Advice for photographing a deep sea fishing trip

rmprmp Posts: 518Member
edited January 2015 in Nikon DSLR cameras
I am taking a couple of deep sea fishing trips in the next few months and any advice for making photographs, videos, and keeping the cameras safe would be appreciated.
Robert M. Poston: D4, D810, V3, 14-24 F2.8, 24-70 f2.8, 70-200 f2.8, 80-400, 105 macro.
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Comments

  • NSXTypeRNSXTypeR Posts: 2,082Member
    What sort of trip is this? Will you just be fishing or will you be snorkeling too?

    Have you looked at the Nikon AW1? It's a waterproof interchangeable lens camera, it might work for you.
    Nikon D7000/ Nikon D40/ Nikon FM2/ 18-135 AF-S/ 35mm 1.8 AF-S/ 105mm Macro AF-S/ 50mm 1.2 AI-S
  • IronheartIronheart Posts: 3,017Moderator
    edited January 2015
    I know a sailing photog that uses a cooler to keep his gear dry onboard. Anything that can get wet, will, and anything can fall overboard at any time. My rule for the boat was don't bring anything you cant afford to lose. Or make sure it floats (cameras in a waterproof housing generally do). I've seen it all go down on boats. Watch the first Jaws movie again. One time I caught a bow wave on my skiboat that literally sent a 3 foot wave through the entire boat. The bilge pump was working for a while after that...
    Rent a camera and get extra insurance.

    Post edited by Ironheart on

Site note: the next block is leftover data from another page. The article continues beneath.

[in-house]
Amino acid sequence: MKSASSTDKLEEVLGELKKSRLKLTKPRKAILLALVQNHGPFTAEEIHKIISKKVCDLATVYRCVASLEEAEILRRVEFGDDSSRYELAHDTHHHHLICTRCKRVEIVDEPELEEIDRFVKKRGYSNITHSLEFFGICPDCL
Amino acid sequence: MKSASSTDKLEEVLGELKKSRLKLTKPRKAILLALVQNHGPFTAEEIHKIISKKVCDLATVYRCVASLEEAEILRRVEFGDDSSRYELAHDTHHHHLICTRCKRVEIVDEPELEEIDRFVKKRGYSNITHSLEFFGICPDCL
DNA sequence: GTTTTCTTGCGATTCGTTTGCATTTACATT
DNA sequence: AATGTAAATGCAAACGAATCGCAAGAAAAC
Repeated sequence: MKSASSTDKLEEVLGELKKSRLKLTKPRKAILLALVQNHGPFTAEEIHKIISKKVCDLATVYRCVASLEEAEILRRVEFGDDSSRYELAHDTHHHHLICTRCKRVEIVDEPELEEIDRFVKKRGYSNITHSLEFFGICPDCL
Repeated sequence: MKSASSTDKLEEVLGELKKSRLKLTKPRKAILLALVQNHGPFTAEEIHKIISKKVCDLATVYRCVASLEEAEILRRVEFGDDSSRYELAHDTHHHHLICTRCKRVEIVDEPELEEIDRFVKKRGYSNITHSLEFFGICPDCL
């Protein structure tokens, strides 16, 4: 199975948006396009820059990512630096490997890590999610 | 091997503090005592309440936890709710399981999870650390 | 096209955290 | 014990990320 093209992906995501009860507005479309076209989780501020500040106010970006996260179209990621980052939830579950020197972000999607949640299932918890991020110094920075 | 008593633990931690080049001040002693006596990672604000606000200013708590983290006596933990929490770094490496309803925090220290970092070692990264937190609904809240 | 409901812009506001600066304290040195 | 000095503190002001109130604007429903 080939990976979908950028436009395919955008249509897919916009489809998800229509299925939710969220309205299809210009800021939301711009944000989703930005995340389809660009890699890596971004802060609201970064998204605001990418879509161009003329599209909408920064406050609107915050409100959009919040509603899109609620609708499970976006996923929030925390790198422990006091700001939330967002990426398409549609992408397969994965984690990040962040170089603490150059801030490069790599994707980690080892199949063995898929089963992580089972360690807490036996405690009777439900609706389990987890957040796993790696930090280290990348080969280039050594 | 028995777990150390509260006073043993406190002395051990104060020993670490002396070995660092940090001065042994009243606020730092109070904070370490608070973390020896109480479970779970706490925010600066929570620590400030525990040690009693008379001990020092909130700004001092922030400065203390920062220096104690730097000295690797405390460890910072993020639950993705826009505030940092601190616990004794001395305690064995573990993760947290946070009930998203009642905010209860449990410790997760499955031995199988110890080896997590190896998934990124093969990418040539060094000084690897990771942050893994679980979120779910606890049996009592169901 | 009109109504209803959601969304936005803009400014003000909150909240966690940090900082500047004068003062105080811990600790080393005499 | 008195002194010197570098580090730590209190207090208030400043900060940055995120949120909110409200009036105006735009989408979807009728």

• rmprmp Posts: 518Member
    Thanks, NSXTypeR and Ironheart, Our plan is for deep sea fishing -- only. But I doubt we will stick too closely to the plan, we often improvise. I have a GoPro which is sealed, but the image quality is marginal. I tried a AW1 and again the IQ was marginal. I guess it amounts to "get extra insurance."
    Robert M. Poston: D4, D810, V3, 14-24 F2.8, 24-70 f2.8, 70-200 f2.8, 80-400, 105 macro.
  • IronheartIronheart Posts: 3,017Moderator
    @msmoto has used these, as have I, and find them quite good for surf splash and a bit of water. Depending on how you set it up, it can float for sure.

    http://www.bhphotovideo.com/c/product/17357-REG/Ewa_Marine_EM_U_A_U_A_Underwater_Housing.html

    image

    Don't forget the cell phone:

    http://www.bhphotovideo.com/c/product/831318-REG/DiCAPac_WPI_10_YELLOW_WPI10_Waterproof_Case_for.html
  • MsmotoMsmoto Posts: 5,396Moderator
    @rmp
    If I get back to Greensboro in time, I will let you try the Ewa Marine I have......LOL rmp....Bob!
    Msmoto, mod
  • spraynprayspraynpray Posts: 6,069Moderator
    As a boater I have to tell you that 'holes' can and do open up in all but calm weathers. I have been completely submarine in a 36 foot sailing boat so get a good housing as you need more than splash proof.
    Always learning.
  • IronheartIronheart Posts: 3,017Moderator
    edited January 2015
    The ewa is good to 20 meters, I was just indicating my personal use of it. I have submerged it in my swimming pool and it works just fine. As a former boat owner, and frequenter of other peoples boats, I second your observation that anything that can get submerged, will. This is a corollary to Murphy's law. Another favorite of mine is "A little paranoia goes a long way"

    P.S. What's better than owning a boat? Having a friend who owns a boat :-) Having been on both sides of this equation, I know it to be a truism.
    Post edited by Ironheart on
  • spraynprayspraynpray Posts: 6,069Moderator
    edited January 2015